EUGENE, Ore. — Maybe David Oliver wins the 110-meter hurdles here Saturday at the Prefontaine Classic against a stacked field. Doesn’t matter.
Perhaps Leo Manzano wins the Bowerman Mile against a loaded field here at the Pre. Again, doesn’t matter.
They’re both heroes already.
Quietly, David Oliver and Leo Manzano spent a half-hour Friday afternoon with about three dozen kids at the Eugene Family YMCA. The kids, ages 2 1/2 to 9, were awestruck to be in the presence of two guys who were, in fact, Olympians.
Asked to describe what an Olympian was, JJ Anderson, 9, said, “A professional player — the best of the best!”
Ryan Coplin, also 9, went even further: “A god!”
Oliver and Manzano are two of just some of the good guys — and gals — who make up the U.S. Olympic scene. Their appearance Friday at the Y was part of two distinct programs that get little attention but deserve more because, let’s face it, it’s the idea that little kids want to be just like David Oliver and Leo Manzano that keeps the entire Olympic enterprise going day after day, year after year, in these United States.
The U.S. Olympic Committee’s “Team for Tomorrow” initiative, launched in 2008, is now in its third cycle with 10 Olympic and Paralympic athletes and hopefuls. Among them: triathlete Gwen Jorgensen, swimmer Jessica Hardy, water polo player Tony Azevedo and Paralympic standouts Rudy Garcia-Tolson and Anjali Forber-Pratt. Volunteer time includes visits to hospitals, schools, YMCAs and other community institutions.
USA Track & Field’s “Win With Integrity” program dates back to 2004. It aims to stress the benefits of an active, healthy lifestyle and making decisions — on and off the field — with integrity.
Some of that was obviously a little much Friday for pre-schoolers. Sierra St. Johns, 5, was a little distracted because she lost a tooth (only her second!) while Oliver and Manzano were talking. To her credit, she didn’t make any fuss — just went out to the bathroom and came back clutching her prize in a bag for the tooth fairy to visit Friday night.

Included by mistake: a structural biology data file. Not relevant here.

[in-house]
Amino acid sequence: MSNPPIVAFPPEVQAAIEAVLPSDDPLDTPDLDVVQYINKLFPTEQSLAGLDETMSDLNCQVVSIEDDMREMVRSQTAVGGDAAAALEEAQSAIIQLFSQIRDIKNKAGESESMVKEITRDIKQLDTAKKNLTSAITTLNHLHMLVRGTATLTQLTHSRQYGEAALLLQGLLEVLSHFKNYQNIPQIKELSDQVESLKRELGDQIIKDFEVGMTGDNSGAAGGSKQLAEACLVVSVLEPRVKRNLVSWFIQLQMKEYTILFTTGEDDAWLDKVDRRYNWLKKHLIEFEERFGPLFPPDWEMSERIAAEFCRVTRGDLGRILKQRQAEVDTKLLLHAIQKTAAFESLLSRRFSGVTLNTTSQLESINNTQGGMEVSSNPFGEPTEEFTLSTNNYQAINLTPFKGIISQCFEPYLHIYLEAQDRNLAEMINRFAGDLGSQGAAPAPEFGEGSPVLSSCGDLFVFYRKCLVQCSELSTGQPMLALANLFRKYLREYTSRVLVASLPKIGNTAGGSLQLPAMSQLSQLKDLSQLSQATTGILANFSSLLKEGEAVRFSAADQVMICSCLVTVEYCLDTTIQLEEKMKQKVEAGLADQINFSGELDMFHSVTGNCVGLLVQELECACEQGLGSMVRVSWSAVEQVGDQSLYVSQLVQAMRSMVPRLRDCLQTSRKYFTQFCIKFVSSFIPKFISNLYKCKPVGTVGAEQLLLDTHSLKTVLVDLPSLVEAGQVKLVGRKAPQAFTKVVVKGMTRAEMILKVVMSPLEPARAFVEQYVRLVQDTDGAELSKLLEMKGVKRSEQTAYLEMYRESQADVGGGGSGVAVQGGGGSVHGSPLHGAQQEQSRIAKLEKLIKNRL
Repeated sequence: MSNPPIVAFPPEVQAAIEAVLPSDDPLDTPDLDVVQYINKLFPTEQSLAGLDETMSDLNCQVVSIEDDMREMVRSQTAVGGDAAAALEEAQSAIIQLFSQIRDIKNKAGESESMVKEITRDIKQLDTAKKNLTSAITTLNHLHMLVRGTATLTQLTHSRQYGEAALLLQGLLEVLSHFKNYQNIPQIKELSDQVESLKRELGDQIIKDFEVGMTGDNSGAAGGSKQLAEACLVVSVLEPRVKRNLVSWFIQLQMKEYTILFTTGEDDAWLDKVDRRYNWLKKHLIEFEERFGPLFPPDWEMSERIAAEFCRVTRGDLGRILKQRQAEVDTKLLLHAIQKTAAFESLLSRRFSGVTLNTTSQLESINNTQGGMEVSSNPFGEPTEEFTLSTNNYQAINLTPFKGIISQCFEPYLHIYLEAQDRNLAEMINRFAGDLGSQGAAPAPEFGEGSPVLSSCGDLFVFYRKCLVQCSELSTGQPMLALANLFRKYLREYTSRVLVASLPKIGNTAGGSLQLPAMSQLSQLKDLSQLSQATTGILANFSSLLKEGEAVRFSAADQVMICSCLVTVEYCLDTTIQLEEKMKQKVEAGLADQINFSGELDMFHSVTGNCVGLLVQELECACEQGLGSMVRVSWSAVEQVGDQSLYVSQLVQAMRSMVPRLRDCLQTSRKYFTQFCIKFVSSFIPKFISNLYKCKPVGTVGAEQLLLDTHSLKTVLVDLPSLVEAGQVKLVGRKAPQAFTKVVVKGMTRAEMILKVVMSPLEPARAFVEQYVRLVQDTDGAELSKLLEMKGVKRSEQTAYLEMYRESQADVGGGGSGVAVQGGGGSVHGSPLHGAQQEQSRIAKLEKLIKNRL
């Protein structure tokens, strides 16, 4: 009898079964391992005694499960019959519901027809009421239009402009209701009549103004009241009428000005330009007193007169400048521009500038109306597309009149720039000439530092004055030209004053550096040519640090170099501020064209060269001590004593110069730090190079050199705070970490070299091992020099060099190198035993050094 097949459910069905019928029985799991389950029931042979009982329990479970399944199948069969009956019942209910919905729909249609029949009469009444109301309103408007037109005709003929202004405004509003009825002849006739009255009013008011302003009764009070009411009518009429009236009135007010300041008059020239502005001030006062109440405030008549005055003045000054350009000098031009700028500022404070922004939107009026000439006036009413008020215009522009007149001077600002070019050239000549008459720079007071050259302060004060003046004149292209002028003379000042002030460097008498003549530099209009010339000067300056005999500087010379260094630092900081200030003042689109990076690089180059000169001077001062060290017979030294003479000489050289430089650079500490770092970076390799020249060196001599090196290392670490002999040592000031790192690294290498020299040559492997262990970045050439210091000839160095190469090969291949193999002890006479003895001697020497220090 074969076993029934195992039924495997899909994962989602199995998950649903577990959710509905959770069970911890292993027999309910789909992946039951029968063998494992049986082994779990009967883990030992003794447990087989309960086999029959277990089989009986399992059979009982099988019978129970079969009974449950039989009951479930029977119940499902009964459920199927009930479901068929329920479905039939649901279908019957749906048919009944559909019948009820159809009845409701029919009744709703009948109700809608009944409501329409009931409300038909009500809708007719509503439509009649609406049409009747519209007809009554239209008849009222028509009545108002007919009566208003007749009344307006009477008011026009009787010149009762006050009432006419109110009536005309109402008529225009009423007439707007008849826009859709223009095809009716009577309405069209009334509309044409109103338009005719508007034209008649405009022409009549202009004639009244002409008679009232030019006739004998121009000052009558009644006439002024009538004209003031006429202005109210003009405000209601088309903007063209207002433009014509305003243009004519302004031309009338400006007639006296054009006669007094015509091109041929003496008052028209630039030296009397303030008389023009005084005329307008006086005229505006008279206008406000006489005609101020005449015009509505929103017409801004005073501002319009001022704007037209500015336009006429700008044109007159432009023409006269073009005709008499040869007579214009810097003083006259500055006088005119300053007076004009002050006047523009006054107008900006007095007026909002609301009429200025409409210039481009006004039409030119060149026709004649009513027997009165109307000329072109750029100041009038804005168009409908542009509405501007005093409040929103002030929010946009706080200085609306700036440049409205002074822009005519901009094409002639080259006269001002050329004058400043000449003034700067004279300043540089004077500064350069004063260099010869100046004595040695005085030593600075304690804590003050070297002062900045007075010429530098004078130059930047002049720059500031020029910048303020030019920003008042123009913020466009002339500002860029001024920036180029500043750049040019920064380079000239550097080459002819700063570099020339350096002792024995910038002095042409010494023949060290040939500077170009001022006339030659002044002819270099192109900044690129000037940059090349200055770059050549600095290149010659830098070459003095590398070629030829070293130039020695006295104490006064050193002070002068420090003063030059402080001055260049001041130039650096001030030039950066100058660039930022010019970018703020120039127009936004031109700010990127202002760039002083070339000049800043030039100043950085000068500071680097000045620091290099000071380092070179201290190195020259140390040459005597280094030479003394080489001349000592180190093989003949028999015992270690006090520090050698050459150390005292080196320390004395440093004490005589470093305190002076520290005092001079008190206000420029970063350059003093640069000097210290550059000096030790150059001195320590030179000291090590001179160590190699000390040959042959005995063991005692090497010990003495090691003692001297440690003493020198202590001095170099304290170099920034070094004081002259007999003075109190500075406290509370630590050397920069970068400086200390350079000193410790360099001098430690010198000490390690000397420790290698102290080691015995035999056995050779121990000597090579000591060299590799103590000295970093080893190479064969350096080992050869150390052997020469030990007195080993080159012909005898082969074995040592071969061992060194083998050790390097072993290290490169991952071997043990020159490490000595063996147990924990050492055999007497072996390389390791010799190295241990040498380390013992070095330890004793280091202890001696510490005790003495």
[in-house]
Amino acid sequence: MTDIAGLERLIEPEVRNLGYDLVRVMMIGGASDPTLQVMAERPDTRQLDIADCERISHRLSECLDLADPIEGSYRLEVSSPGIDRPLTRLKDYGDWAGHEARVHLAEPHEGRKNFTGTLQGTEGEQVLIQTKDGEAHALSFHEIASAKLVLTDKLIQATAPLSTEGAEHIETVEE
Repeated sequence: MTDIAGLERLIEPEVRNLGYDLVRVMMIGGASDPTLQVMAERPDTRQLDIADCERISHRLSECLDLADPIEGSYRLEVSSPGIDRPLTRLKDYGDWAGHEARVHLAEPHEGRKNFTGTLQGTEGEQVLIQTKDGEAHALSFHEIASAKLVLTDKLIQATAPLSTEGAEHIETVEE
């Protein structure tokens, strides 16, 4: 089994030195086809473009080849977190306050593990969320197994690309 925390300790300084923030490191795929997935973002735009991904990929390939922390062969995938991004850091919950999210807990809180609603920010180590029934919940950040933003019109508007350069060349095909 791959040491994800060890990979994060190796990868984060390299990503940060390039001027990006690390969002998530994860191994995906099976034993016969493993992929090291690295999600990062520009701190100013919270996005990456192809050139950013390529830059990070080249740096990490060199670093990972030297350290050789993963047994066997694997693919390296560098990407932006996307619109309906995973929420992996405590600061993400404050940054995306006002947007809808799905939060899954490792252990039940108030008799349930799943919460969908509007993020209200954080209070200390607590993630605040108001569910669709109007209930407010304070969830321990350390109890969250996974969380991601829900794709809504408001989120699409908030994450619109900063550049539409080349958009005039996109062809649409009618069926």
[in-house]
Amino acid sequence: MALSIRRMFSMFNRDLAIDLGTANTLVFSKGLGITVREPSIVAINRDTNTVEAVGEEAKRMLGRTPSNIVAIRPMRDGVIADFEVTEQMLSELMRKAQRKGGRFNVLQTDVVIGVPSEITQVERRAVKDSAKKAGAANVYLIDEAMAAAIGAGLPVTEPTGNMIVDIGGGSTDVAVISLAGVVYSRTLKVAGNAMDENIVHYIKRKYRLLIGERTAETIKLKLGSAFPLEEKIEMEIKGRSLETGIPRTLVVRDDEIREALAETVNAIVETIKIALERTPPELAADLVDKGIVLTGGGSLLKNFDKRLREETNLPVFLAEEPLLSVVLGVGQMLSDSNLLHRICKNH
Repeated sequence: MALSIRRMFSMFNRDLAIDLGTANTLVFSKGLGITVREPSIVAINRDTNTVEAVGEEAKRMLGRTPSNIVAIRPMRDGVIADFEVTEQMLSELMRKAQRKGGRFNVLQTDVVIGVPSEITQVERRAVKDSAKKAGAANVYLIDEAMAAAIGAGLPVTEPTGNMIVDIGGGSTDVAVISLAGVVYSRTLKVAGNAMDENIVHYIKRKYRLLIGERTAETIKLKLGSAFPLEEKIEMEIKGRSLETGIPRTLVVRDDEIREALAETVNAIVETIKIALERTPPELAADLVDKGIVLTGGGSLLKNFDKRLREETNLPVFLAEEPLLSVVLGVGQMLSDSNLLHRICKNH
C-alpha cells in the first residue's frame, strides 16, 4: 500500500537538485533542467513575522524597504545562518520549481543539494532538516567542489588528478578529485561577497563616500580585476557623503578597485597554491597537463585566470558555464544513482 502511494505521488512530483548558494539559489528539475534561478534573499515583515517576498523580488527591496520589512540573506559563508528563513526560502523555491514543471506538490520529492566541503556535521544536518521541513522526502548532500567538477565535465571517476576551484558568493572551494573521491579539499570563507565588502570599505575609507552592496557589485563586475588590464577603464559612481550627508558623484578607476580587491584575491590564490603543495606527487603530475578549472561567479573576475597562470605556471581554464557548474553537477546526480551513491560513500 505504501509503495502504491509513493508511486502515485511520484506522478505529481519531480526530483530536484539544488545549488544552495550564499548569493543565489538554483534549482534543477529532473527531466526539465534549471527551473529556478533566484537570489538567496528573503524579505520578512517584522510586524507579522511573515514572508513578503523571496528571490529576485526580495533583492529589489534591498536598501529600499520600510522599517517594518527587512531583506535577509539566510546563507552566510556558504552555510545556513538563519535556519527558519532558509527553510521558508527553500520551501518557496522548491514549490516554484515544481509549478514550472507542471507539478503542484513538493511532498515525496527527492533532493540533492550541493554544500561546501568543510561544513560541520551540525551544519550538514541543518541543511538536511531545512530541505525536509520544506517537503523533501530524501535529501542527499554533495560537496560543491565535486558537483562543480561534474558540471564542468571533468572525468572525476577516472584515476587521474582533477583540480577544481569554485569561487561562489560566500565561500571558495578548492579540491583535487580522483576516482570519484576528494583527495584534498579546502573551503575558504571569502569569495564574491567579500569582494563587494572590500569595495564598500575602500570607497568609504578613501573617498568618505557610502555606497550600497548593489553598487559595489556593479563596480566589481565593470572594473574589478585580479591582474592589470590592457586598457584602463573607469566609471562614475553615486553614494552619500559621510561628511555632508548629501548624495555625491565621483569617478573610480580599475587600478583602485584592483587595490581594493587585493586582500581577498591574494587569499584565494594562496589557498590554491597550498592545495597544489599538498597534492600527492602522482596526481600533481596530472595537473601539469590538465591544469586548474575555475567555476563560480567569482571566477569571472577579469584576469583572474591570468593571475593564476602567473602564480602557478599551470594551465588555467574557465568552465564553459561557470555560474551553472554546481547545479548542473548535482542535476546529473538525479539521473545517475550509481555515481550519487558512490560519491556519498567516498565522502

As Oliver, who does a lot of these reach-out programs, said in an interview, “It’s best at high-school age. You try. You may only reach one kid out of 100. But these are the future leaders of our world. If I can just tell them something positive, maybe it sinks in.”
A Howard University grad, Oliver said, “Look, I’m a good athlete. But I didn’t take the ‘student’ out of ‘student-athlete.’ The two go hand in hand. I did not to go school to be a professional athlete.”
Manzano struck much the same notes. He said, “For me, growing up I never saw a Hispanic role model. It’s important to show these kids they can anything want to do. Not just running. Anything.”
He said, “A lot of kids go home from a place like the Y, it might be kids like David Oliver or myself. My family couldn’t afford to buy me shoes or the best clothes. Sure, there were coaches or other people to look after me, who motivated me. And, lo and behold. I do feel very lucky.”
When it came to question and answer time, the kids wanted to know what these two gods liked to eat.
Oliver said he liked vegetables, steak, chicken and fish.
Everyone thought that was ok.
Manzano said he liked apples and broccoli.
Even gods, you know, can’t win at everything.
“My question,” Emma Nordahl, 7, wanted to know right after that, “is when is this gonna end?”